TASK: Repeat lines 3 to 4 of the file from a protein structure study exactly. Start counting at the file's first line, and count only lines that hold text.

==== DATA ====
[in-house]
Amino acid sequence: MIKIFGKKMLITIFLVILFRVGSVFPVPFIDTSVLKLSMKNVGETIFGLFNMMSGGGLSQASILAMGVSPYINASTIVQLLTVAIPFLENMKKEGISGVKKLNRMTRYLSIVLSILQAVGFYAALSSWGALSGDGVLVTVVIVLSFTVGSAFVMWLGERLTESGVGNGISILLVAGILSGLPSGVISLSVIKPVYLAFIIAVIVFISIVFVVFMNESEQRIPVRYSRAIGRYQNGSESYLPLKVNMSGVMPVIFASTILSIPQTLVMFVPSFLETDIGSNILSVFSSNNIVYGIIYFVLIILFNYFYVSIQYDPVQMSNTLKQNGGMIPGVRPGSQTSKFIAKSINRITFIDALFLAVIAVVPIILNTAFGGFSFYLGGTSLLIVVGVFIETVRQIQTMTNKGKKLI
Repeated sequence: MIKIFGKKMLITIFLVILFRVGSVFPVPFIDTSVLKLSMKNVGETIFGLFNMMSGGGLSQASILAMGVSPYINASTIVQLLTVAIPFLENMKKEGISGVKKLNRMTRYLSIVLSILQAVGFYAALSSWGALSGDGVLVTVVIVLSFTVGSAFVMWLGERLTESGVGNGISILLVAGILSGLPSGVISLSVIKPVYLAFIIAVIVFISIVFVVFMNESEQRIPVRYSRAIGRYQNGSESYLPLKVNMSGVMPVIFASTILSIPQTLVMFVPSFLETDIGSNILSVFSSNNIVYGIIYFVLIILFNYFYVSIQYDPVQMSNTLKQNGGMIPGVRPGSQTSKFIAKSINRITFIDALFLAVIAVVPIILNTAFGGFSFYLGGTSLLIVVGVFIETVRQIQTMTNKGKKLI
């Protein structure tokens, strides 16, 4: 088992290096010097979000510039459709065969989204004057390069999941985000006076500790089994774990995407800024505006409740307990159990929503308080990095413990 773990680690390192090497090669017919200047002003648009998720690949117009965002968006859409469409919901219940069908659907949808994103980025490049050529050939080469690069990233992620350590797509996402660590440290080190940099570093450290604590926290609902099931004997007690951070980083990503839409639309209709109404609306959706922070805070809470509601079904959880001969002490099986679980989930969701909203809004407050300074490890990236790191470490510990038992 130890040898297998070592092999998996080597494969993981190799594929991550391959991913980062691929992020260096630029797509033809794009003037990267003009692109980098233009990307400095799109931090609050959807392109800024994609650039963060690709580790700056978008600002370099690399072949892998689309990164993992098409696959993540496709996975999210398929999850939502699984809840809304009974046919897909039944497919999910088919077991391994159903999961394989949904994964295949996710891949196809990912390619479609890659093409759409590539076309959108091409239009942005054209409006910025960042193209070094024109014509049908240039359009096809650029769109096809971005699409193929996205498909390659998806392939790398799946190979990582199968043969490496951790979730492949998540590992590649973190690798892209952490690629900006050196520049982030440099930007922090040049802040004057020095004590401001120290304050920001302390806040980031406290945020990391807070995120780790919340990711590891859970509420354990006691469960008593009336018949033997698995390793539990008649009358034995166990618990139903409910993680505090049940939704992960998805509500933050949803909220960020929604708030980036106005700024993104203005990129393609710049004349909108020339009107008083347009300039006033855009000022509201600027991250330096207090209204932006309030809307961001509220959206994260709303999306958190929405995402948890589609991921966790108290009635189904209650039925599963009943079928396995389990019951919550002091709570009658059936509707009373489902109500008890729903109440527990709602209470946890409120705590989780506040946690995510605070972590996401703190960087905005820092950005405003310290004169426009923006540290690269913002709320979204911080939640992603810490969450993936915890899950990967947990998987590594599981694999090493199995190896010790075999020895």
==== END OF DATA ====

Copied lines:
Repeated sequence: MIKIFGKKMLITIFLVILFRVGSVFPVPFIDTSVLKLSMKNVGETIFGLFNMMSGGGLSQASILAMGVSPYINASTIVQLLTVAIPFLENMKKEGISGVKKLNRMTRYLSIVLSILQAVGFYAALSSWGALSGDGVLVTVVIVLSFTVGSAFVMWLGERLTESGVGNGISILLVAGILSGLPSGVISLSVIKPVYLAFIIAVIVFISIVFVVFMNESEQRIPVRYSRAIGRYQNGSESYLPLKVNMSGVMPVIFASTILSIPQTLVMFVPSFLETDIGSNILSVFSSNNIVYGIIYFVLIILFNYFYVSIQYDPVQMSNTLKQNGGMIPGVRPGSQTSKFIAKSINRITFIDALFLAVIAVVPIILNTAFGGFSFYLGGTSLLIVVGVFIETVRQIQTMTNKGKKLI
């Protein structure tokens, strides 16, 4: 088992290096010097979000510039459709065969989204004057390069999941985000006076500790089994774990995407800024505006409740307990159990929503308080990095413990 773990680690390192090497090669017919200047002003648009998720690949117009965002968006859409469409919901219940069908659907949808994103980025490049050529050939080469690069990233992620350590797509996402660590440290080190940099570093450290604590926290609902099931004997007690951070980083990503839409639309209709109404609306959706922070805070809470509601079904959880001969002490099986679980989930969701909203809004407050300074490890990236790191470490510990038992 130890040898297998070592092999998996080597494969993981190799594929991550391959991913980062691929992020260096630029797509033809794009003037990267003009692109980098233009990307400095799109931090609050959807392109800024994609650039963060690709580790700056978008600002370099690399072949892998689309990164993992098409696959993540496709996975999210398929999850939502699984809840809304009974046919897909039944497919999910088919077991391994159903999961394989949904994964295949996710891949196809990912390619479609890659093409759409590539076309959108091409239009942005054209409006910025960042193209070094024109014509049908240039359009096809650029769109096809971005699409193929996205498909390659998806392939790398799946190979990582199968043969490496951790979730492949998540590992590649973190690798892209952490690629900006050196520049982030440099930007922090040049802040004057020095004590401001120290304050920001302390806040980031406290945020990391807070995120780790919340990711590891859970509420354990006691469960008593009336018949033997698995390793539990008649009358034995166990618990139903409910993680505090049940939704992960998805509500933050949803909220960020929604708030980036106005700024993104203005990129393609710049004349909108020339009107008083347009300039006033855009000022509201600027991250330096207090209204932006309030809307961001509220959206994260709303999306958190929405995402948890589609991921966790108290009635189904209650039925599963009943079928396995389990019951919550002091709570009658059936509707009373489902109500008890729903109440527990709602209470946890409120705590989780506040946690995510605070972590996401703190960087905005820092950005405003310290004169426009923006540290690269913002709320979204911080939640992603810490969450993936915890899950990967947990998987590594599981694999090493199995190896010790075999020895």